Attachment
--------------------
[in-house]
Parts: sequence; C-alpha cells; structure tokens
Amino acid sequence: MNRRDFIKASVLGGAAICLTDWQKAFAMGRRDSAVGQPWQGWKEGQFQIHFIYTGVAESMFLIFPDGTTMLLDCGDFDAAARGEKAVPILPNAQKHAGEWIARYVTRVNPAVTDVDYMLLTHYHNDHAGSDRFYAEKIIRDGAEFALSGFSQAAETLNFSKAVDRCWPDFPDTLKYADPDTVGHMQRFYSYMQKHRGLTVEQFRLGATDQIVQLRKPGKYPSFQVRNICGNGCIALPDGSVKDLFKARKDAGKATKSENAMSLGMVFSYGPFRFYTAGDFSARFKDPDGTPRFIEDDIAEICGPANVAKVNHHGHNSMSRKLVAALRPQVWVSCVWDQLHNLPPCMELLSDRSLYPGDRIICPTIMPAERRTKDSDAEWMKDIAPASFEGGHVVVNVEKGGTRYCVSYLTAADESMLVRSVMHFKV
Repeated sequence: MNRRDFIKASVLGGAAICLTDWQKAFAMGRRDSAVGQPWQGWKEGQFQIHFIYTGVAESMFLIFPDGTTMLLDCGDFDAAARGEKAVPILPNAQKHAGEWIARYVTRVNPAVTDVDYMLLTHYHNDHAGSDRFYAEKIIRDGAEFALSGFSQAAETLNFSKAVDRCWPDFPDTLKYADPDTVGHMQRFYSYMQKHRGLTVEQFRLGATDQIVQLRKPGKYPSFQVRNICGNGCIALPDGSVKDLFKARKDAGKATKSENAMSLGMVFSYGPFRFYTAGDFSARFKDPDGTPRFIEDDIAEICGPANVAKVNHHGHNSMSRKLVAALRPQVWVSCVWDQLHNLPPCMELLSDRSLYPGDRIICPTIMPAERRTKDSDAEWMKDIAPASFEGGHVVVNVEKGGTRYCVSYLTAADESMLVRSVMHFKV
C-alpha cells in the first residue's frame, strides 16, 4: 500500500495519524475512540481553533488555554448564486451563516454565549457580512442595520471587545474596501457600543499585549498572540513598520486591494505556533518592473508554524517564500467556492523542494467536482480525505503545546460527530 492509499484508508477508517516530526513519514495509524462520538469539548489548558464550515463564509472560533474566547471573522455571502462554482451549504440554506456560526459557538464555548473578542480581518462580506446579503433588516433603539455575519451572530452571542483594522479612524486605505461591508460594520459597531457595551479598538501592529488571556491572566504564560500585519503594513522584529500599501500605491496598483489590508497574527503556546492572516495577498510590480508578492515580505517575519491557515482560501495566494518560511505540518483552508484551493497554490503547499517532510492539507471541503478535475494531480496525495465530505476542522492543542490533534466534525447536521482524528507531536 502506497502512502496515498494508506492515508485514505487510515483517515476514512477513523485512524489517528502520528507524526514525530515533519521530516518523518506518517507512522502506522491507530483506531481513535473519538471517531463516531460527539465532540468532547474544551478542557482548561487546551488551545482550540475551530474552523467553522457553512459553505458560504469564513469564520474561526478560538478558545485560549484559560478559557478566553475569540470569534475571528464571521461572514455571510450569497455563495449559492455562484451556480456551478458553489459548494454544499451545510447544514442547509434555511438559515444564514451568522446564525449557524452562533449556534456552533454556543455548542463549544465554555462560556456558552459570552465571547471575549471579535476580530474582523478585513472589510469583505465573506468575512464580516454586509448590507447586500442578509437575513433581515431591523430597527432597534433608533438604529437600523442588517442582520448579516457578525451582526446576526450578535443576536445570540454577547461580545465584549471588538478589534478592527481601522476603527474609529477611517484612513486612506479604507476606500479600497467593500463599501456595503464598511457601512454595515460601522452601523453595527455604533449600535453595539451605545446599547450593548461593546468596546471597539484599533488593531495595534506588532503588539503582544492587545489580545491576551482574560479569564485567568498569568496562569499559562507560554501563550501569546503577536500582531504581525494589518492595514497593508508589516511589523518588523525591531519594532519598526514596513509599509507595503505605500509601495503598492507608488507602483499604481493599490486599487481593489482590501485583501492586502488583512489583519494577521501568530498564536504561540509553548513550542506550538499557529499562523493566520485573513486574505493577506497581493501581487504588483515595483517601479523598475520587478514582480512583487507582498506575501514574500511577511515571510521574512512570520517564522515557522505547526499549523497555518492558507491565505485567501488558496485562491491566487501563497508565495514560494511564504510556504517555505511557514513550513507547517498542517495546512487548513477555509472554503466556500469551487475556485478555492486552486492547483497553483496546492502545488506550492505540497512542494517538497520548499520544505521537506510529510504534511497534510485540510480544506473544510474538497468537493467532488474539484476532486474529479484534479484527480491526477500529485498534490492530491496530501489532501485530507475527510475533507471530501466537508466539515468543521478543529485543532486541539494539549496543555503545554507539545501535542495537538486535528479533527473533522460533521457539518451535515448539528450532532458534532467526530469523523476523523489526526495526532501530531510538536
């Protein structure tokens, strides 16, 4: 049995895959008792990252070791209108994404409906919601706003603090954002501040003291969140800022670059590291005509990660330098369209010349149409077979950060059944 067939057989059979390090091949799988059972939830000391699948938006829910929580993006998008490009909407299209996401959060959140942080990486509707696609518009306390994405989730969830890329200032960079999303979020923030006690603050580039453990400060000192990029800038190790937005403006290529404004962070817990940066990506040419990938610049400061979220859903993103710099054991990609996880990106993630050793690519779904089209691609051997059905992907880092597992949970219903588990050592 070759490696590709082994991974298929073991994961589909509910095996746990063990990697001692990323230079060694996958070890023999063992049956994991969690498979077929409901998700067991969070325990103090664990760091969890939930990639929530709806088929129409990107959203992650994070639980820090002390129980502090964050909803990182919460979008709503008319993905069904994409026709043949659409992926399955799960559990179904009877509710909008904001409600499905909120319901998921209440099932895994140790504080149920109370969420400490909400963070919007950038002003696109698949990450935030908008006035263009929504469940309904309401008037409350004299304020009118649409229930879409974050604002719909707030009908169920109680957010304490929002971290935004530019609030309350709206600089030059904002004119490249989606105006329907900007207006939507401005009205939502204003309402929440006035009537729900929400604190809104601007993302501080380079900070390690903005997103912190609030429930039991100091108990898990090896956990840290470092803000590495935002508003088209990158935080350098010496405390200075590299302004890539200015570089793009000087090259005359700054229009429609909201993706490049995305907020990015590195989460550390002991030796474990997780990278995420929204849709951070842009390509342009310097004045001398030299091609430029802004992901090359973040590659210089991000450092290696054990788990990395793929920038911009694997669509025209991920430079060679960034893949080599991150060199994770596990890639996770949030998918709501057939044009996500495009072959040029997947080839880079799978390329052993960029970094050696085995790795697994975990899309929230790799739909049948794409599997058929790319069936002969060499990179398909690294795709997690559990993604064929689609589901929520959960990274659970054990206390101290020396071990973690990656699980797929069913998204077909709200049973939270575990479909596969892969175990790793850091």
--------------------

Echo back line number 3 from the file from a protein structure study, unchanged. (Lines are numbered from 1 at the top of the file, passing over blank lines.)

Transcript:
Amino acid sequence: MNRRDFIKASVLGGAAICLTDWQKAFAMGRRDSAVGQPWQGWKEGQFQIHFIYTGVAESMFLIFPDGTTMLLDCGDFDAAARGEKAVPILPNAQKHAGEWIARYVTRVNPAVTDVDYMLLTHYHNDHAGSDRFYAEKIIRDGAEFALSGFSQAAETLNFSKAVDRCWPDFPDTLKYADPDTVGHMQRFYSYMQKHRGLTVEQFRLGATDQIVQLRKPGKYPSFQVRNICGNGCIALPDGSVKDLFKARKDAGKATKSENAMSLGMVFSYGPFRFYTAGDFSARFKDPDGTPRFIEDDIAEICGPANVAKVNHHGHNSMSRKLVAALRPQVWVSCVWDQLHNLPPCMELLSDRSLYPGDRIICPTIMPAERRTKDSDAEWMKDIAPASFEGGHVVVNVEKGGTRYCVSYLTAADESMLVRSVMHFKV